Comic Book Review: Aggretsuko: Deep in the Rabbit Hole
Retsuko’s life is full of monotony and endless work. However, one particular evening, alone at the office, she finds herself chased by a white rabbit. Stumbling on his way, Retsuko finds himself spiraling down the rabbit hole to a fantasy world filled with mysterious creatures.
Poor Retsuko explores this wonderland in a manic way as she enters a rat race, becomes a maid, joins a tea party, and plays golf with the Red-faced Monarch. Sadly, all Retsuko wants is to go home. However, she may have to face her anger before she can do this.
Our opinion :
Aggretsuko deep in the rabbit hole is the latest in a growing collection of comedic adaptations of the hit Netflix animated series. In fact, it came out at the same time as the Aggretsuko: Super Fun Special and in front Aggretsuko: out of the office. All of these new comic book titles are coming in time to get us excited for the fourth season of the original animated series which returns in December.
This standalone one-issue comic is a straightforward parody of Lewis Carrol’s classic fairy tale, Alice’s Adventures in Wonderland. Truth be told, there is a long and important history of Alice and Wonderland appearing in the comics. The public domain property exhibits a balanced approach to humor and whimsy, making it an ideal vessel for entertaining children. Much of the success of the comic book industry rests on the shoulders of Alice’s adaptations in the 50s and 60s.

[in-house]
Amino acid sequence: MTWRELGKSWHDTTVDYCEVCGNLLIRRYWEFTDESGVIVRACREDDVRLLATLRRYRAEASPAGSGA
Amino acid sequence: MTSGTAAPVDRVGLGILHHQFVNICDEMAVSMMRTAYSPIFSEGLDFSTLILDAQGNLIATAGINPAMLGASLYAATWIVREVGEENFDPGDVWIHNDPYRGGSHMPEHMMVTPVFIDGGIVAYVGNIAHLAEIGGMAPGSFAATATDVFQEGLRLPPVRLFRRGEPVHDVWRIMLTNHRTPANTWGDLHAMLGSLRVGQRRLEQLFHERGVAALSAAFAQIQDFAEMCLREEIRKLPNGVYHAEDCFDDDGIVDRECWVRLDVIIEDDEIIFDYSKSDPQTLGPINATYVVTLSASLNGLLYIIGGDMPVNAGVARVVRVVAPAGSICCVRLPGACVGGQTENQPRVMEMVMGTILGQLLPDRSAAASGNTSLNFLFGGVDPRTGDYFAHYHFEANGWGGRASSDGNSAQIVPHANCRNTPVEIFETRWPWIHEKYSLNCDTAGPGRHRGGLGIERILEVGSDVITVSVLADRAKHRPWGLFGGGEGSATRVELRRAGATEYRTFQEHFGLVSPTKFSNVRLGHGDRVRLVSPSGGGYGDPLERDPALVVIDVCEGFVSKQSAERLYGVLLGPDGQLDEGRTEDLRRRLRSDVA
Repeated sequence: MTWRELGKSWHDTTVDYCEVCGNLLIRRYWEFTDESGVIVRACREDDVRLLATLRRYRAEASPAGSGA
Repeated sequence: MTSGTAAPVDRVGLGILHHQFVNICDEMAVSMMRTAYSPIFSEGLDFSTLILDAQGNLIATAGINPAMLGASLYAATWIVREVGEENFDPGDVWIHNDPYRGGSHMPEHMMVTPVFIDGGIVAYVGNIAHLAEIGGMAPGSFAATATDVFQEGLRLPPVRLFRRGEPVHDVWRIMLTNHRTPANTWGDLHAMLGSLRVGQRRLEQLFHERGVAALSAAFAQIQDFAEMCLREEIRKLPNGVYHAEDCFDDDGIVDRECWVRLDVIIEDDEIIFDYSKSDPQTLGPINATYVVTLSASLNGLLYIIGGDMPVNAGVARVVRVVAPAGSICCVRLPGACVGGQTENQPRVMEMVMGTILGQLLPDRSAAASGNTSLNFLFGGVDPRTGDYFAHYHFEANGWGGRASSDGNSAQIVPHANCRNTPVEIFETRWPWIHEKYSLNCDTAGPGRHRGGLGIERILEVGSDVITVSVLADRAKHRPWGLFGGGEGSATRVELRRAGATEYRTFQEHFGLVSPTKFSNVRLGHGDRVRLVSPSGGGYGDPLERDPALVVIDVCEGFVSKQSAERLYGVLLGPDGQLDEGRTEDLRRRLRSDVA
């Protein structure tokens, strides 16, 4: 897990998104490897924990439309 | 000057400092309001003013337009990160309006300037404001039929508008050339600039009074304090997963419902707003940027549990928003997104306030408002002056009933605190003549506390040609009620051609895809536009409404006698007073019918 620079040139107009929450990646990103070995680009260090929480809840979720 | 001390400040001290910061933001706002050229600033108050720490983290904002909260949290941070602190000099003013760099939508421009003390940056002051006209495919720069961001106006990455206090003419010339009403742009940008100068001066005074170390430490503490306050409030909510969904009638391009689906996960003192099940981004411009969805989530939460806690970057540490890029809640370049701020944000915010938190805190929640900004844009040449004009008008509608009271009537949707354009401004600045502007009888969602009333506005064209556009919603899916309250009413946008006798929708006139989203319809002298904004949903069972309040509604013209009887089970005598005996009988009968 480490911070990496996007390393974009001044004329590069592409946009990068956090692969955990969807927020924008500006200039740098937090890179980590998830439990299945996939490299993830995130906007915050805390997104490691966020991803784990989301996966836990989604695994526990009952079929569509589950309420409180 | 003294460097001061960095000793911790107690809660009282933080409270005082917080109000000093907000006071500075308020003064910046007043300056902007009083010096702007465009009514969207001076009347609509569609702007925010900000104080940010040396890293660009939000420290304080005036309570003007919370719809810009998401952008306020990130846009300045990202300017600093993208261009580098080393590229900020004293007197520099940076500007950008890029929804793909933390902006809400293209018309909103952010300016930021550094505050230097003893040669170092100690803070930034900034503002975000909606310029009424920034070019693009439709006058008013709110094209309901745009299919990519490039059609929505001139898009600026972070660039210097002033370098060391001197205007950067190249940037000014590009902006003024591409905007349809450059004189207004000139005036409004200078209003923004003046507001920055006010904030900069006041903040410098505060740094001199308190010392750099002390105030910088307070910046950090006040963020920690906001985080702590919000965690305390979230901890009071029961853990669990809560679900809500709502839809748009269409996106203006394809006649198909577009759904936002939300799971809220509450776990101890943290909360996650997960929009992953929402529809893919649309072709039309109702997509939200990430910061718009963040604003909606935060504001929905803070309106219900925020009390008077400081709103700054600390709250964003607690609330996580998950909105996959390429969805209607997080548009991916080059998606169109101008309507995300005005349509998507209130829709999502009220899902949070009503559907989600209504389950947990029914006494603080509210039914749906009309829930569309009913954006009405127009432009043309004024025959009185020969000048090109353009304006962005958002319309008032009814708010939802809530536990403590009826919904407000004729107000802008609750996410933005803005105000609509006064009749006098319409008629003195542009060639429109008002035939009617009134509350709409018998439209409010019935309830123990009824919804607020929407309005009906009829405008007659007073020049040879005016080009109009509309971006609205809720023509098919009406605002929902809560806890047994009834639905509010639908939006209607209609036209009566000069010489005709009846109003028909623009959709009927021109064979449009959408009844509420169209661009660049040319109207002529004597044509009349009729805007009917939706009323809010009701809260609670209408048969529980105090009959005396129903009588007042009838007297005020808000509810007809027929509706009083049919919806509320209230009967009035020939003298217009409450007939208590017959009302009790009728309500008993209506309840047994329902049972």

Of course, this interpretation of wonderland has its own Aggretsuko– waistlines. The story manages to incorporate many themes from the animated series, turning Wonderland into a paperwork-themed nightmare. Additionally, Retsuko’s friends are scattered throughout the cosplay as adorable characters from the classic tale, such as Haida playing the Mad Hatter role.
The plot does well to take Alice’s adventures and make them Retsuko’s personal demons. Throughout the story, she is forced to confront her feelings about work, life, and relationships. This makes the surprise ending even more impactful.
Unfortunately, this book is moving way too fast. The elaborate plot of Alice’s Adventures in Wonderland isn’t meant to squeeze into a single cartoon problem. Without an understanding of the source content, readers are sure to be at a loss as to what is going on. And even knowing the Wonderland tradition well, this comic was a challenge to read at the rate it moves.
Conceptually, it is one of the best Aggretsuko comics available in a growing collection. Although, in the execution, more detail, attention and paneling would have given this parody a more readable story. Either way, for Retsuko fans and his friends, this is a book that is always worth reading because it puts the beloved characters in a fun and recognizable setting.